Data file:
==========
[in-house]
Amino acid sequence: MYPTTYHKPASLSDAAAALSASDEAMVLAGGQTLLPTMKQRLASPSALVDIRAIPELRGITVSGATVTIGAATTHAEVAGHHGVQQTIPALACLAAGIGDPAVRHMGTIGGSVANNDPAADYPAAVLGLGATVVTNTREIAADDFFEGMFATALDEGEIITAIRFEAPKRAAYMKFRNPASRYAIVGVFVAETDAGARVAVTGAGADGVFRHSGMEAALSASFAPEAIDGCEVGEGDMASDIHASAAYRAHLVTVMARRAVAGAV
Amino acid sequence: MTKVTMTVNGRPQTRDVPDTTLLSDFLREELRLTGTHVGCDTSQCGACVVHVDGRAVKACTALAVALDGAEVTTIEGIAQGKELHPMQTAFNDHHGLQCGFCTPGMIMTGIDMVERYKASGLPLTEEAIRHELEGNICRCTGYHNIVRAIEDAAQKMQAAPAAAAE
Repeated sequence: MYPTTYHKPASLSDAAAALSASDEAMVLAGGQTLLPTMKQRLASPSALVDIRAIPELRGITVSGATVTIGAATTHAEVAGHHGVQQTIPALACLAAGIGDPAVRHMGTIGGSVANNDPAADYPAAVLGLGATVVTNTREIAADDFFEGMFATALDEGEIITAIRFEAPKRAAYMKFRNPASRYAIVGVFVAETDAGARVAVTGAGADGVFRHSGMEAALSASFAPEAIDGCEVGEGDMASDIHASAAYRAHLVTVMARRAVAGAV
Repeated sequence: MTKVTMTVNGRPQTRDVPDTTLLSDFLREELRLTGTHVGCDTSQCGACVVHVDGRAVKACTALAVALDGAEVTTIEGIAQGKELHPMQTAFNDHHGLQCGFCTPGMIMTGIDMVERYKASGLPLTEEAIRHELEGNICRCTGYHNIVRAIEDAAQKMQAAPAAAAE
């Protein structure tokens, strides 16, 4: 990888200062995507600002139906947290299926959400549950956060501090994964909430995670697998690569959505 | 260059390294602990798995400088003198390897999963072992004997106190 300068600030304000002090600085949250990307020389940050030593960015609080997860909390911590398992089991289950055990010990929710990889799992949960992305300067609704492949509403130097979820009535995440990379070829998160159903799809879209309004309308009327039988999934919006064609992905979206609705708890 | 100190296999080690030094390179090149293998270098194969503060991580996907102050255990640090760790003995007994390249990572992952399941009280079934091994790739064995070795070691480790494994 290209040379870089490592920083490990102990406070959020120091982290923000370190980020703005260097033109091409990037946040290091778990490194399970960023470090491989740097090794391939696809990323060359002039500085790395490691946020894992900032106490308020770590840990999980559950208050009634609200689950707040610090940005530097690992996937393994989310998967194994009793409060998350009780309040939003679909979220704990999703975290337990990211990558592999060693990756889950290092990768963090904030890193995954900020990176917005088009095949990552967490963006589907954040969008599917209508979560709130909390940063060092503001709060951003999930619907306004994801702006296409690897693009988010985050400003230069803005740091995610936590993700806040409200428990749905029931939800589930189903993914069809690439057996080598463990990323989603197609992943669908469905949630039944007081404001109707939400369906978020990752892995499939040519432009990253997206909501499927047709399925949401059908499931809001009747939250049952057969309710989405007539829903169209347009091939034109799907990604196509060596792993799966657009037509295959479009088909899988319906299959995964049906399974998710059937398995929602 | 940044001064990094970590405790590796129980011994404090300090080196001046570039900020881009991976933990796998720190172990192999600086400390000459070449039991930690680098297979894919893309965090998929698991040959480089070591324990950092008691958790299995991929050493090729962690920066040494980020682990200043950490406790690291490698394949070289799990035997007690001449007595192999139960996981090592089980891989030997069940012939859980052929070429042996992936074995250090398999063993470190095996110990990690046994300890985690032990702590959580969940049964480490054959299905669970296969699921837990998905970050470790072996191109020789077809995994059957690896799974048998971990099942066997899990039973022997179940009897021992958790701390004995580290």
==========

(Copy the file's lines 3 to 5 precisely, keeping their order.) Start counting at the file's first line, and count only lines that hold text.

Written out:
Amino acid sequence: MTKVTMTVNGRPQTRDVPDTTLLSDFLREELRLTGTHVGCDTSQCGACVVHVDGRAVKACTALAVALDGAEVTTIEGIAQGKELHPMQTAFNDHHGLQCGFCTPGMIMTGIDMVERYKASGLPLTEEAIRHELEGNICRCTGYHNIVRAIEDAAQKMQAAPAAAAE
Repeated sequence: MYPTTYHKPASLSDAAAALSASDEAMVLAGGQTLLPTMKQRLASPSALVDIRAIPELRGITVSGATVTIGAATTHAEVAGHHGVQQTIPALACLAAGIGDPAVRHMGTIGGSVANNDPAADYPAAVLGLGATVVTNTREIAADDFFEGMFATALDEGEIITAIRFEAPKRAAYMKFRNPASRYAIVGVFVAETDAGARVAVTGAGADGVFRHSGMEAALSASFAPEAIDGCEVGEGDMASDIHASAAYRAHLVTVMARRAVAGAV
Repeated sequence: MTKVTMTVNGRPQTRDVPDTTLLSDFLREELRLTGTHVGCDTSQCGACVVHVDGRAVKACTALAVALDGAEVTTIEGIAQGKELHPMQTAFNDHHGLQCGFCTPGMIMTGIDMVERYKASGLPLTEEAIRHELEGNICRCTGYHNIVRAIEDAAQKMQAAPAAAAE